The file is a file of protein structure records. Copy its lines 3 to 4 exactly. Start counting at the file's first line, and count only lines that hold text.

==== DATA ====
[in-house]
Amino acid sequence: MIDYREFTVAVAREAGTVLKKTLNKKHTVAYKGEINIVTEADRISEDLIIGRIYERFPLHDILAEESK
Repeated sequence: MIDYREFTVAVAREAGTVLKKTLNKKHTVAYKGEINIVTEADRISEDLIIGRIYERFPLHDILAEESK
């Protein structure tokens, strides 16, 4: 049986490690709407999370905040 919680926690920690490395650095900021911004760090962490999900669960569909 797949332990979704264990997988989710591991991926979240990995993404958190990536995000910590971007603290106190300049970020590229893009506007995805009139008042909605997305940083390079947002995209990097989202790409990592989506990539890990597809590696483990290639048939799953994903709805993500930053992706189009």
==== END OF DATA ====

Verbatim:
Repeated sequence: MIDYREFTVAVAREAGTVLKKTLNKKHTVAYKGEINIVTEADRISEDLIIGRIYERFPLHDILAEESK
């Protein structure tokens, strides 16, 4: 049986490690709407999370905040 919680926690920690490395650095900021911004760090962490999900669960569909 797949332990979704264990997988989710591991991926979240990995993404958190990536995000910590971007603290106190300049970020590229893009506007995805009139008042909605997305940083390079947002995209990097989202790409990592989506990539890990597809590696483990290639048939799953994903709805993500930053992706189009």